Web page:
How to Handle Consultations with Your Hairstyling Clients

When doing a consultation with a client, a picture is literally worth a thousand words. Let’s say your client explains that she’s “looking for a chocolate brown color…” Well, what if you jump right into coloring, but your idea of this shade is darker than what she imagined. When you do the grand reveal, you end up with an unhappy client – nobody wants that.

The most valuable tool that will help with the consultation process is a Look Book. This is a collection of images that you’ve cut out of magazines or printed from online that features a multitude of different haircuts and hair colors that you can show your client. You can also get modern and create a digital Look Book using Pinterest. You can organize your boards in any way you like – by colors, styles, face shape or even hair length. The point is to make sure that it’s easy for you to reference.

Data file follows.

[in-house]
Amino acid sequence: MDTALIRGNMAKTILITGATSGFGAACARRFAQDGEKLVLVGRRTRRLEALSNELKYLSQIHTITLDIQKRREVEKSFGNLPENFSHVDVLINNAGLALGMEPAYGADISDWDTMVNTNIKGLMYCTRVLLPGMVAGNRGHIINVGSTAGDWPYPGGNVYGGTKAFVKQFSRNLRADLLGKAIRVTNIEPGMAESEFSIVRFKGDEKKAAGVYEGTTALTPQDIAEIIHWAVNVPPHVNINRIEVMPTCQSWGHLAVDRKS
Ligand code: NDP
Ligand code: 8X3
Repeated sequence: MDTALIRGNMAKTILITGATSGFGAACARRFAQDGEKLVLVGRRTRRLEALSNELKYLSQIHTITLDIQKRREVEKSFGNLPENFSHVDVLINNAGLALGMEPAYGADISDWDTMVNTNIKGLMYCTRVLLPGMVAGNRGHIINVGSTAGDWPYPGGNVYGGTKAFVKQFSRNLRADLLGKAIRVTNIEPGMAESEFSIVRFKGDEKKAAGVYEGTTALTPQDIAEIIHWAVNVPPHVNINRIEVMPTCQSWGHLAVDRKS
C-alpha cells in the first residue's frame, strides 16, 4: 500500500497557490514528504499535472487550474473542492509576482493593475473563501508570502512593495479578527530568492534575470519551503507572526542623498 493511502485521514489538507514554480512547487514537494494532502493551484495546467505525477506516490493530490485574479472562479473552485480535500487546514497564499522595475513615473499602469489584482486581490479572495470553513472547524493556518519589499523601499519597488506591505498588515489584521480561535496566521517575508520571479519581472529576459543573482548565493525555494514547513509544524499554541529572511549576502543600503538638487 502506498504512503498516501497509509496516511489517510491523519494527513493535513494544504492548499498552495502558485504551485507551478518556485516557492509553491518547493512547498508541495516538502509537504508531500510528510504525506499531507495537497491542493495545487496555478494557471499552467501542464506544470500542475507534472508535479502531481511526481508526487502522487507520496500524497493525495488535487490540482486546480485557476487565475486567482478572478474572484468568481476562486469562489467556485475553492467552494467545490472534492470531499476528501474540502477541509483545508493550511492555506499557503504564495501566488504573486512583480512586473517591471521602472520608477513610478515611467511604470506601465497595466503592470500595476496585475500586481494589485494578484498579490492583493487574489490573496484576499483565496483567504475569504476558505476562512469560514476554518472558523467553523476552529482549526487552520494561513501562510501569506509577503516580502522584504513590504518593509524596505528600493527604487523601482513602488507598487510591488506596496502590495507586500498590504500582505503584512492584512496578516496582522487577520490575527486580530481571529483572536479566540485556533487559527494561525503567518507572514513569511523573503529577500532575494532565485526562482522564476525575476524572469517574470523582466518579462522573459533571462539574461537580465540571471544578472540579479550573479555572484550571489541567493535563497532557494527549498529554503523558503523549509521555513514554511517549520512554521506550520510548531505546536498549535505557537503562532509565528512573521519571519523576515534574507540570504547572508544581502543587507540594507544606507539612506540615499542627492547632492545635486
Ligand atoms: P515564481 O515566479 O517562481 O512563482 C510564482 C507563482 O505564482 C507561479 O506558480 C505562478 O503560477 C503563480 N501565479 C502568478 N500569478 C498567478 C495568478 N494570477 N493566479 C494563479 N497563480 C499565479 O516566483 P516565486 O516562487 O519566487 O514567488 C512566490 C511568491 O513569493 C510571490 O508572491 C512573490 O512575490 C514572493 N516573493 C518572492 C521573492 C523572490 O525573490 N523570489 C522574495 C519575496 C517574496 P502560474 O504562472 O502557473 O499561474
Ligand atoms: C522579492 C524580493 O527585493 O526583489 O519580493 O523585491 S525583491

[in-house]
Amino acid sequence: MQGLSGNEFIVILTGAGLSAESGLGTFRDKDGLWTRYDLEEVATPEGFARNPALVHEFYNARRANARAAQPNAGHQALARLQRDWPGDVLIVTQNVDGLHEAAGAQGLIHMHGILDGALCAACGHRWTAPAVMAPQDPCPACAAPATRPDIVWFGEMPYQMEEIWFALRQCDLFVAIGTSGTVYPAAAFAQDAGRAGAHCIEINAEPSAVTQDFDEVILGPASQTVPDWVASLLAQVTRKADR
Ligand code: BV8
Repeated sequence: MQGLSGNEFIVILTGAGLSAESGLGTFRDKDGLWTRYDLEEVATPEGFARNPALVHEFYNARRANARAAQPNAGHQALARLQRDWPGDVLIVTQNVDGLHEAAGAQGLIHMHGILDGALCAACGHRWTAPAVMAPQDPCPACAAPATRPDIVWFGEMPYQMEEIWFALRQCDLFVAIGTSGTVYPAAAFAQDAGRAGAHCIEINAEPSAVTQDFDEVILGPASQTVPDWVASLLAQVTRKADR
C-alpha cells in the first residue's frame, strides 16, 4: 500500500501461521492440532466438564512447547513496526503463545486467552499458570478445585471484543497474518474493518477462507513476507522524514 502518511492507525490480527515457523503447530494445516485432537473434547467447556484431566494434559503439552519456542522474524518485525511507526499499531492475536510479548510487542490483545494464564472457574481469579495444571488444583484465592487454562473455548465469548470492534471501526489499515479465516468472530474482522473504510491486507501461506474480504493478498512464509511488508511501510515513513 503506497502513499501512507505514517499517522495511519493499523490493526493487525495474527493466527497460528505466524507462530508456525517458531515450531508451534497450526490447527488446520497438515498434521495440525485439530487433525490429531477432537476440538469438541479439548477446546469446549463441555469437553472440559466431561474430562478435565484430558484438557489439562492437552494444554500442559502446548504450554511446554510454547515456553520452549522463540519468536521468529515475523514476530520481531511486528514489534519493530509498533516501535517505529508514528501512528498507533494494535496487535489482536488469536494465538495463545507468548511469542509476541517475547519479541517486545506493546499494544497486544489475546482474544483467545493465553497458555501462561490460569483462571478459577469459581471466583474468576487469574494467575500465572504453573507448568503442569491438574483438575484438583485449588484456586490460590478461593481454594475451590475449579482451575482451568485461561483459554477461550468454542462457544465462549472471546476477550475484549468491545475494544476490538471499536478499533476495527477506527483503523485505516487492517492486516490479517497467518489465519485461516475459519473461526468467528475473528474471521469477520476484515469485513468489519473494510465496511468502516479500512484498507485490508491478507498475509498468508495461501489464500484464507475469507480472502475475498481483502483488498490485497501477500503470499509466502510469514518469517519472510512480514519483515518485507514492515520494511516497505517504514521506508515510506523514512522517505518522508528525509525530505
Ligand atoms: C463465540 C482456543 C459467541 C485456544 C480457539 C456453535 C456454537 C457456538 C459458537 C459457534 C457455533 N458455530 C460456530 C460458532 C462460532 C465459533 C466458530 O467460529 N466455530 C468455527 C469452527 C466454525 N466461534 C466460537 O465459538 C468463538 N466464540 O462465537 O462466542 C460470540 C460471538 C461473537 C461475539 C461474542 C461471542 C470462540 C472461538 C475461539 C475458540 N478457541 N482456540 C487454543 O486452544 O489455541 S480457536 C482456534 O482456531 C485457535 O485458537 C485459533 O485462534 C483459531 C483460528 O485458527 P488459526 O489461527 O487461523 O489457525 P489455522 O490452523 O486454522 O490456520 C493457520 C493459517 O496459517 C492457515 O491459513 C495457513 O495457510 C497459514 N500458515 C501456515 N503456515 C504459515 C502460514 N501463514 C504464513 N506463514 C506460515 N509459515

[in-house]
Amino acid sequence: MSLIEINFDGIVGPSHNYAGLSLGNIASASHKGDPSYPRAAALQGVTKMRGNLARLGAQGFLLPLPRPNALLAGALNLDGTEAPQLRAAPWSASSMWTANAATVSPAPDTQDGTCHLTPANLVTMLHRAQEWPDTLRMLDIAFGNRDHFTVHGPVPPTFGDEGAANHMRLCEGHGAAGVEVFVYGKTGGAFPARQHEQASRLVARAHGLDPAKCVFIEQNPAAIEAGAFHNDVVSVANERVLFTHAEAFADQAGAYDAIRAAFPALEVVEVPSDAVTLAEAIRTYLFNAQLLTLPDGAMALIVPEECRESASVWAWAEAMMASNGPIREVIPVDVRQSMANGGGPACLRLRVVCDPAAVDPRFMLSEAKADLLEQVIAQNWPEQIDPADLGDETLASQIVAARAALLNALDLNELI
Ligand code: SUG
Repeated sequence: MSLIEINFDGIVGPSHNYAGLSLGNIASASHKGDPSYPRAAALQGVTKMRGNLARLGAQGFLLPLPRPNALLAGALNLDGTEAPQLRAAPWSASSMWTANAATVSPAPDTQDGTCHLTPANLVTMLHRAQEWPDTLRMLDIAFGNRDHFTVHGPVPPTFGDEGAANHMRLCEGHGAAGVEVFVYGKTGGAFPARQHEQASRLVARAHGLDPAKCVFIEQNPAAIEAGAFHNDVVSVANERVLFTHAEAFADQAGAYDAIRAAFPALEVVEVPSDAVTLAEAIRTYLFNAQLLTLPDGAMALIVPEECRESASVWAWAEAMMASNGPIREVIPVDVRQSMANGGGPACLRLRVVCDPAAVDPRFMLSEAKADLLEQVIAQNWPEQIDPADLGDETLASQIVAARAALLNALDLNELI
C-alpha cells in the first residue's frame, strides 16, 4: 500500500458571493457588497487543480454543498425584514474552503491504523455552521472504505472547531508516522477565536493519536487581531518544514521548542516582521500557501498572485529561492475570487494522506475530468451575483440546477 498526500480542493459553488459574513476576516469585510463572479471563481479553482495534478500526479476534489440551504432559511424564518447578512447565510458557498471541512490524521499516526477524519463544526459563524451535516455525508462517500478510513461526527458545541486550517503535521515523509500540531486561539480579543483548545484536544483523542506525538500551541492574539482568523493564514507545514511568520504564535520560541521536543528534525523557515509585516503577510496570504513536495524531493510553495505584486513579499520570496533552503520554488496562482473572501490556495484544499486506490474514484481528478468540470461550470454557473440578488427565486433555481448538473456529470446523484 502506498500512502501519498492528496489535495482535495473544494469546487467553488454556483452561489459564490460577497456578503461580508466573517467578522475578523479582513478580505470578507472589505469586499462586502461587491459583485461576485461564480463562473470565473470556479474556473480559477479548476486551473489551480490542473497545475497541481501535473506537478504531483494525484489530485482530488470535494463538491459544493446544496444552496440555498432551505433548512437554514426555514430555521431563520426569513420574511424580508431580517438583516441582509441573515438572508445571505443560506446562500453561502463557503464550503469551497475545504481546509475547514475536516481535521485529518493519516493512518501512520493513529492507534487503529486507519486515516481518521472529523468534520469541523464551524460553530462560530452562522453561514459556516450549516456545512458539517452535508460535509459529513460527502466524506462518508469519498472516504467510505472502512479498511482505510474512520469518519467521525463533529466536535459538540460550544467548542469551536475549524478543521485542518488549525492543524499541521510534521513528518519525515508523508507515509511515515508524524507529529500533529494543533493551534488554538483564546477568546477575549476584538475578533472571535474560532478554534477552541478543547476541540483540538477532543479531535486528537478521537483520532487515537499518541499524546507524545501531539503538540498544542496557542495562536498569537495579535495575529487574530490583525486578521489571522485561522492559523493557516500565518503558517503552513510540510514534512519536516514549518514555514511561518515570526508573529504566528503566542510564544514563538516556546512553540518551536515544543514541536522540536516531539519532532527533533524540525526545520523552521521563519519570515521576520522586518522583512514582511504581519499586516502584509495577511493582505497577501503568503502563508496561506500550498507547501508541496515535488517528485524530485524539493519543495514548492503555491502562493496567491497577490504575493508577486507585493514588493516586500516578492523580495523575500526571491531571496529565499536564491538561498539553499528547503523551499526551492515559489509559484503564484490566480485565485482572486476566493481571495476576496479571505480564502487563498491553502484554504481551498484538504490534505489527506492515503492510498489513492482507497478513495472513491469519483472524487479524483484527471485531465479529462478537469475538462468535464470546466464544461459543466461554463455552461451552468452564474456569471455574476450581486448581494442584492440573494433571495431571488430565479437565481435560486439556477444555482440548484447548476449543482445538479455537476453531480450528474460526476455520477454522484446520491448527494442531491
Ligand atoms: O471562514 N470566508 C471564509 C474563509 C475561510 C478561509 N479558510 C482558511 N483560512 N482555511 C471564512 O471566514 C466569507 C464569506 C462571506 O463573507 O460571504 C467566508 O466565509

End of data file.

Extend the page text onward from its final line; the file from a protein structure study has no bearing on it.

Then have your client flip through the book or check out your Pinterest page and ask them to point out the looks that they are hoping for. In this instance, pictures are literally worth a thousand words.

The most important thing you need to remember is that you should NEVER start cutting or coloring until you absolutely know what the client wants. If you feel like you’re having a disconnect with your client, that you’re not on the same page, or that you’re not quite sure what it is that they’re really wanting, then make sure that you ask more questions. And if you’re consultation is going to run over, it’s always best to reschedule the appointment for a later date until you pinpoint exactly what they’re looking for.

Trust me… your clients will thank you in the long run and you will thank you. So do yourself a favor, #BeautyKOs, and take your time with each consultation so that you consistently deliver stunning results.

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Michelle Guetersloh

Michelle Guetersloh

Hairstylist Consultant at Michelle My Stylist
For some, hairstyling’s a job. For others, it’s a passion: an innate gift that lights them up and drives them to outperform and overdeliver. Michelle G. is definitely the latter.

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